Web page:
After Thursday's Pro Bowl practice at Luke Air Force Base in Glendale, Arizona, Jackson said he couldn't tell whether the ball he intercepted in the second quarter of a 45-7 loss to the New England Patriots was or wasn't deflated below the threshold allowed by the NFL.
"I'm a linebacker, I'm a defensive guy," Jackson said. "If anybody recognized anything it definitely wouldn't come from me."
After picking off Patriots quarterback Tom Brady with about 9:21 left in the first half, Jackson said he gave the ball to the Colts' equipment staff to save for him as a "souvenir." He didn't know what happened to the football after that and said it's still "beyond" him as to what the chain of events were.
Asked how the football got to NFL officials, Jackson said, "That's a question that I can't answer."
"I don't know how it got to this point," he said. "Somehow I'm in the middle of it."
Jackson, who didn't have an interception in the regular season, said he didn't think the ball allegedly being underinflated helped him catch Brady's pass.
"In my opinion, I thought I have pretty good hands," he said. "But I don't know one way or the other whether a deflated ball or inflated ball would help that matter."
Jackson said he didn't find out about the allegations levied against New England until he landed back in Indianapolis and his driver filled him in on the news. Then he started getting tweets and texts, including one from his agent, about the balls. He called the fallout "comical."
Jackson's hasn't been accused of or identified as the person that flagged the intercepted ball to go under league review. Newsday reported earlier this week that a Colts' equipment staffer, after receiving the ball from Jackson and noticing it was underinflated, started the chain of events that led to the NFL's probe.
On Thursday, Jackson said he was confident the NFL will get the issue corrected. He didn't feel it was his place to suggest what kind of punishment -- if any -- the NFL should give the Patriots if it's discovered they knowingly deflated their footballs below the 12.5 pounds-per-square-inch regulation.
"Me, personally, being a defensive player, I don't know the advantages or disadvantages of having the ball not inflated, deflated," Jackson said. "I have no idea. I'll let the NFL deal with that. That's why they're there, to make those hard decisions."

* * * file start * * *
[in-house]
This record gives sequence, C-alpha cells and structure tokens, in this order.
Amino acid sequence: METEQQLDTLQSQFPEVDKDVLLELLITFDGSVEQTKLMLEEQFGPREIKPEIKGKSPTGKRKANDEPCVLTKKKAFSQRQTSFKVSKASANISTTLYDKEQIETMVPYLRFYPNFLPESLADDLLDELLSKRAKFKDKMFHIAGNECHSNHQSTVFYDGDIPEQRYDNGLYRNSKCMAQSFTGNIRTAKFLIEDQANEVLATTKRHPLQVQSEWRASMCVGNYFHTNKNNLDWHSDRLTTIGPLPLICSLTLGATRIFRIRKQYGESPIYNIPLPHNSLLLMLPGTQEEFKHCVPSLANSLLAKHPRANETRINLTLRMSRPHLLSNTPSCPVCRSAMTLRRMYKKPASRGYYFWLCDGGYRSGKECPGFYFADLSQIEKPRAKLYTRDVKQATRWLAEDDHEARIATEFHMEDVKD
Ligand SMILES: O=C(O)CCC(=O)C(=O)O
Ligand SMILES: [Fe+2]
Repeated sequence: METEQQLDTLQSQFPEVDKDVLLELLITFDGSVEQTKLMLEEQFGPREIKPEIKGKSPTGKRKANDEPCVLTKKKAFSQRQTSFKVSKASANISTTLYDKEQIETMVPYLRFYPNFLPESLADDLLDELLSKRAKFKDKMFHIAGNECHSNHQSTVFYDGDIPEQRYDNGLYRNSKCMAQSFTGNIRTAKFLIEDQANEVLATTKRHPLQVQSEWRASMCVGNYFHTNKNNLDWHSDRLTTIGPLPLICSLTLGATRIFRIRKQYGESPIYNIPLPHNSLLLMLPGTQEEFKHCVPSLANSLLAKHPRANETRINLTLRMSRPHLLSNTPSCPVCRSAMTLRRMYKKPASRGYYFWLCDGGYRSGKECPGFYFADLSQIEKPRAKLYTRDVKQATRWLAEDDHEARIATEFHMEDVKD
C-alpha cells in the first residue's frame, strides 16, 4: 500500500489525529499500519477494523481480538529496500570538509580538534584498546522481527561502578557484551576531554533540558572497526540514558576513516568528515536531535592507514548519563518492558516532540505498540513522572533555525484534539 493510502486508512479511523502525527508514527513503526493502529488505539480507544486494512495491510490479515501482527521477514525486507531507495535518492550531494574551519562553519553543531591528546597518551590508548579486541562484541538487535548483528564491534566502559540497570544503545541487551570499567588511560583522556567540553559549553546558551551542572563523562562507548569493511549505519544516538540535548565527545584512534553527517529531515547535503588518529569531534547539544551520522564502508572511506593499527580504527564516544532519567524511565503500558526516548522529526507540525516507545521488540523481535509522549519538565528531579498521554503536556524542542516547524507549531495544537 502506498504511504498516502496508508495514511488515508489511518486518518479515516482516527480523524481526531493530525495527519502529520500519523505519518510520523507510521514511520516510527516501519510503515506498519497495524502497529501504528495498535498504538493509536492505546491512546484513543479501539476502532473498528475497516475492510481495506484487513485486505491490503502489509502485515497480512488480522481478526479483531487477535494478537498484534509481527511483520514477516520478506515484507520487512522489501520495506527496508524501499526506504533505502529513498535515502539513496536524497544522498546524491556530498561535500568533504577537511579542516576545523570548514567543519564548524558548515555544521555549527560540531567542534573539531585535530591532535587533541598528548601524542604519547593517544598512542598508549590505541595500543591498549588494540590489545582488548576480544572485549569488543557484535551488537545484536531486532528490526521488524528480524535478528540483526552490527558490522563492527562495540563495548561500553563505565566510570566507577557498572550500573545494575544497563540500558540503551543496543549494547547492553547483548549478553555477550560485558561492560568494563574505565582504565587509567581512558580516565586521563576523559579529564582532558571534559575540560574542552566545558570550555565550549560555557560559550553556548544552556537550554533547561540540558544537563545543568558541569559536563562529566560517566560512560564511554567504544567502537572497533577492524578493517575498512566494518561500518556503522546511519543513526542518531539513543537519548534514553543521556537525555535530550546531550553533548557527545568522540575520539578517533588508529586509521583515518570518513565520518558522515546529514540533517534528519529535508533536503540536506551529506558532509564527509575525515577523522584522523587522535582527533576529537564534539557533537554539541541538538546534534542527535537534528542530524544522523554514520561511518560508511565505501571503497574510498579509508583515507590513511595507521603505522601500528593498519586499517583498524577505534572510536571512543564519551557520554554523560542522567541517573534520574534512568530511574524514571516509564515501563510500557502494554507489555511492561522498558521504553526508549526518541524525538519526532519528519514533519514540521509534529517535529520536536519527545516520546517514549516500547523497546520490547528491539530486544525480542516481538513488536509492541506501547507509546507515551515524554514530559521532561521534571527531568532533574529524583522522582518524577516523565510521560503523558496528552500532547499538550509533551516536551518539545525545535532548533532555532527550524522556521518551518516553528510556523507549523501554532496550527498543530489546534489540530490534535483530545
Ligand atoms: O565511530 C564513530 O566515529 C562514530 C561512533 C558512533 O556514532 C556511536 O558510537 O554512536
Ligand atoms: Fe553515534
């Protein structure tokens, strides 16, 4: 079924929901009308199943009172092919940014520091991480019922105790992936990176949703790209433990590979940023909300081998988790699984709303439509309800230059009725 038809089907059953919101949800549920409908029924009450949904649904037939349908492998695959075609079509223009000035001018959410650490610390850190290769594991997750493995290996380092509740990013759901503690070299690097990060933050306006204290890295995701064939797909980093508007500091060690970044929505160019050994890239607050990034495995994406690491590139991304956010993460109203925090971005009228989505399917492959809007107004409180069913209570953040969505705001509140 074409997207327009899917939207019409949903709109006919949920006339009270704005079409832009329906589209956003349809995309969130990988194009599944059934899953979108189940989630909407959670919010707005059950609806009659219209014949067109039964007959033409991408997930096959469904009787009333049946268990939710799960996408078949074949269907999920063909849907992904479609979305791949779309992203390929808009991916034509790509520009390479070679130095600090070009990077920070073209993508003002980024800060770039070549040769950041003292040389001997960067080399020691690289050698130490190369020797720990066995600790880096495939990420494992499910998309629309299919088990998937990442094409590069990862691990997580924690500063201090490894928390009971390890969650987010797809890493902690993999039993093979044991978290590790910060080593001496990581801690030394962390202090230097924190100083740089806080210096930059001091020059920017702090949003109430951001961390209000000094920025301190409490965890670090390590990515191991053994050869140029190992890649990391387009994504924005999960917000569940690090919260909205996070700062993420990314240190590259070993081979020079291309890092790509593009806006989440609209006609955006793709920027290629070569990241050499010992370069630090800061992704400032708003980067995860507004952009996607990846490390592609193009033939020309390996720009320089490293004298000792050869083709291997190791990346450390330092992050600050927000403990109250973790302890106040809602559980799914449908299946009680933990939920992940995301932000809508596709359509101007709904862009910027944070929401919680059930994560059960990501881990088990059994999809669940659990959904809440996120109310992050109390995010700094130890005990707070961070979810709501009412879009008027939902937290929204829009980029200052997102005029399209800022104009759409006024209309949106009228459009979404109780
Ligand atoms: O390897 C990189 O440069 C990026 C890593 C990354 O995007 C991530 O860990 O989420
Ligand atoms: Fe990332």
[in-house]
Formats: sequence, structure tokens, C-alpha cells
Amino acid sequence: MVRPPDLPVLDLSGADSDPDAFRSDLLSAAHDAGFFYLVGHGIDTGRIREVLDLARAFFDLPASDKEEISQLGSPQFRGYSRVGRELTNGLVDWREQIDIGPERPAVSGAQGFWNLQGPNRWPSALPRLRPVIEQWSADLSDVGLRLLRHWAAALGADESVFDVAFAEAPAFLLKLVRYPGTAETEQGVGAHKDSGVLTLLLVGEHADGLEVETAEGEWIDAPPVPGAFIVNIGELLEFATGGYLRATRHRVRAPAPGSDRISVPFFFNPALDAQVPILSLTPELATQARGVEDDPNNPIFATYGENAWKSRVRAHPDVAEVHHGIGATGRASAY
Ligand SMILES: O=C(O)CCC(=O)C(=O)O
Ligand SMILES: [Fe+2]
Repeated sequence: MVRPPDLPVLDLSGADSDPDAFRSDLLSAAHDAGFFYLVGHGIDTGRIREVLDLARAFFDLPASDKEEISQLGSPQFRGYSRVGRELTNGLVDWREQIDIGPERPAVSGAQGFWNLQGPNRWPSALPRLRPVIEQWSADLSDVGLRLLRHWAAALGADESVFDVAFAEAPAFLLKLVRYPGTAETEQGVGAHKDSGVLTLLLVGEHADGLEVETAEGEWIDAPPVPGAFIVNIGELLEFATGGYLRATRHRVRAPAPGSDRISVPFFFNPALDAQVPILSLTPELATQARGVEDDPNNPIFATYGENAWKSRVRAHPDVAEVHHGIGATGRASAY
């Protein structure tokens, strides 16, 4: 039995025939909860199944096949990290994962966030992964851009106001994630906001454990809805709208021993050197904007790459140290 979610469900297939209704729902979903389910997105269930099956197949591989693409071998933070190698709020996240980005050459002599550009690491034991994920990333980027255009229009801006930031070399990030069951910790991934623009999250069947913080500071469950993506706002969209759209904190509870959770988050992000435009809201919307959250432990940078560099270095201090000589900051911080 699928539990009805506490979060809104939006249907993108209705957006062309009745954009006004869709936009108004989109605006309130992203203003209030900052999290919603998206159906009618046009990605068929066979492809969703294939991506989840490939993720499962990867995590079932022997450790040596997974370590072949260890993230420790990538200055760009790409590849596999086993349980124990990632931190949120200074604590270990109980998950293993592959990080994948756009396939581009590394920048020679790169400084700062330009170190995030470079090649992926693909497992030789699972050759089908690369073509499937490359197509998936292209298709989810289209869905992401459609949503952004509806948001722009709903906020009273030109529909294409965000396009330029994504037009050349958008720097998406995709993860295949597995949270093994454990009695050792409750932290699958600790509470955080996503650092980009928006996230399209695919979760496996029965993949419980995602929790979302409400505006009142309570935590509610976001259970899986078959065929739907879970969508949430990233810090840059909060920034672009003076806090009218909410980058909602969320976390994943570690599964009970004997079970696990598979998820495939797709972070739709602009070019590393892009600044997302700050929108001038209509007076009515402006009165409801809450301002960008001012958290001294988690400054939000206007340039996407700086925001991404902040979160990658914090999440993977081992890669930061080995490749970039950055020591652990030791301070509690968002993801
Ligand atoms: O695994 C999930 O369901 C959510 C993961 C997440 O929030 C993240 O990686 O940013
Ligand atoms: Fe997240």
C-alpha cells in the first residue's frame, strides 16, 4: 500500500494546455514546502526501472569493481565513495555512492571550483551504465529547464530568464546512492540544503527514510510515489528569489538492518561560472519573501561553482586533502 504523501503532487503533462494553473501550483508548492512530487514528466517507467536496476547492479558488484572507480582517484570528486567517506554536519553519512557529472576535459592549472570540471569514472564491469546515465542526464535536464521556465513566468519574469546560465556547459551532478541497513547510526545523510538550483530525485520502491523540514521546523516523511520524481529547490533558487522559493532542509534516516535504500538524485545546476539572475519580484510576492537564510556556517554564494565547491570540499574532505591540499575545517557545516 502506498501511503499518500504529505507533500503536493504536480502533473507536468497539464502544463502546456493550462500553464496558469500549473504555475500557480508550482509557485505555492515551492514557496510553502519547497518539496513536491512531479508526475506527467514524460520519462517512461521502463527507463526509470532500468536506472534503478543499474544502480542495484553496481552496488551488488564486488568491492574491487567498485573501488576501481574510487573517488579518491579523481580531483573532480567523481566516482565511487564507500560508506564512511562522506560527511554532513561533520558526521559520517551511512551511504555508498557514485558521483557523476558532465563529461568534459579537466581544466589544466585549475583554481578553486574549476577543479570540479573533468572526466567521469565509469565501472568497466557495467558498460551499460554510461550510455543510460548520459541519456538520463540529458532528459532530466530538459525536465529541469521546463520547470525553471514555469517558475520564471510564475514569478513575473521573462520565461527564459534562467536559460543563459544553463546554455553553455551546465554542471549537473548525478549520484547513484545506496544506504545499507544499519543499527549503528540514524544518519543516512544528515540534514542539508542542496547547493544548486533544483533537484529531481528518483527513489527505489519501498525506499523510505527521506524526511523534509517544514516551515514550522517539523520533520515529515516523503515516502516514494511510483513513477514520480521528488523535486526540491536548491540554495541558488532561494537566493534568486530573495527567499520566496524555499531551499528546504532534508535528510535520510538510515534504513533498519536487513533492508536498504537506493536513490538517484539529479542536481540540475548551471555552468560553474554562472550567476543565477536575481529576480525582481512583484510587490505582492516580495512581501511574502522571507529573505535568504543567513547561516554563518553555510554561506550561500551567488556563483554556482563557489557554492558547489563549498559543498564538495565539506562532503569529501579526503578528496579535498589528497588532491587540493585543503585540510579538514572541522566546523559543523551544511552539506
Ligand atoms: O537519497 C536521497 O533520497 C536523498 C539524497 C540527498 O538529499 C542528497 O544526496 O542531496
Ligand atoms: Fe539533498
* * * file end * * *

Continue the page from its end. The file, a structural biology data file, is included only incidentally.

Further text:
Jackson still hasn't received the ball as a keepsake and he doubts he'll ever see it again.
"I'm going to do my best to get a hold of it," Jackson said.
Jackson said the Colts' coaching staff didn't alert the defense to keep an eye out for underinflated footballs, adding he had more important concerns heading into Sunday, such as making sure the defense was lined up properly. He said the last thing he was worried about was the football's air pressure.
Colts safety Mike Adams declined to discuss "Deflategate" after Thursday's practice.
"I'm not going to even touch that subject," he said, before warning Colts cornerback Vontae Davis not to talk about it either.
"The way that we've done them in Cincinnati, I'm sure they're the normal pressure and that's how I like them," Dalton said.
Stafford said he throws the footballs as the Detroit equipment staff prepares them.
"They pump it up, put it in the game and I throw it," he said.
Asked whether a football is easier to throw if it has less air pressure, both quarterbacks said it's a personal preference.
"I don't know if you can say it is easier or harder. I think people like the ball the way they like it. Apparently Aaron Rodgers likes a beach ball," Stafford said with a laugh referring to the Green Bay quarterback stating he doesn't want a maximum for how much footballs should be inflated.
Stafford was then asked jokingly if Rodgers could throw a beach ball as well as he does a football.
"Yeah, he could," Stafford said. "He would probably spin it pretty good."